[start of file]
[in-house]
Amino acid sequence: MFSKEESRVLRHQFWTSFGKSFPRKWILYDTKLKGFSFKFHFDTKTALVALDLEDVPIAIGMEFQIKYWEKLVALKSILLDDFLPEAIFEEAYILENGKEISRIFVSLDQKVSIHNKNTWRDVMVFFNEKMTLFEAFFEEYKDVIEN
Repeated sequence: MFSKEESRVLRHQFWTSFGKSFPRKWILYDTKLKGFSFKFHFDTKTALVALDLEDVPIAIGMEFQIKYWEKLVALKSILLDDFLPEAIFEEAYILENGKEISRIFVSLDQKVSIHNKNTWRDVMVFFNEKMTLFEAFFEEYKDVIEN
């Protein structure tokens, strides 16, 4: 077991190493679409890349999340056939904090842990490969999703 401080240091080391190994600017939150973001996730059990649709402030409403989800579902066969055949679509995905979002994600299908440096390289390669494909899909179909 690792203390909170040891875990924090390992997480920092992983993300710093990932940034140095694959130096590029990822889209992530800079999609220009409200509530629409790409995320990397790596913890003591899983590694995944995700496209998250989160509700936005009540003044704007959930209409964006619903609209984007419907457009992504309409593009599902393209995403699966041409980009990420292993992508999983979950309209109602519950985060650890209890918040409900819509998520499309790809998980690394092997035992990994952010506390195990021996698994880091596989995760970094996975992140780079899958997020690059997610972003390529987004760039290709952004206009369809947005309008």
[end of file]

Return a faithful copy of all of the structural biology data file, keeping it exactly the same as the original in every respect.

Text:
[in-house]
Amino acid sequence: MFSKEESRVLRHQFWTSFGKSFPRKWILYDTKLKGFSFKFHFDTKTALVALDLEDVPIAIGMEFQIKYWEKLVALKSILLDDFLPEAIFEEAYILENGKEISRIFVSLDQKVSIHNKNTWRDVMVFFNEKMTLFEAFFEEYKDVIEN
Repeated sequence: MFSKEESRVLRHQFWTSFGKSFPRKWILYDTKLKGFSFKFHFDTKTALVALDLEDVPIAIGMEFQIKYWEKLVALKSILLDDFLPEAIFEEAYILENGKEISRIFVSLDQKVSIHNKNTWRDVMVFFNEKMTLFEAFFEEYKDVIEN
């Protein structure tokens, strides 16, 4: 077991190493679409890349999340056939904090842990490969999703 401080240091080391190994600017939150973001996730059990649709402030409403989800579902066969055949679509995905979002994600299908440096390289390669494909899909179909 690792203390909170040891875990924090390992997480920092992983993300710093990932940034140095694959130096590029990822889209992530800079999609220009409200509530629409790409995320990397790596913890003591899983590694995944995700496209998250989160509700936005009540003044704007959930209409964006619903609209984007419907457009992504309409593009599902393209995403699966041409980009990420292993992508999983979950309209109602519950985060650890209890918040409900819509998520499309790809998980690394092997035992990994952010506390195990021996698994880091596989995760970094996975992140780079899958997020690059997610972003390529987004760039290709952004206009369809947005309008």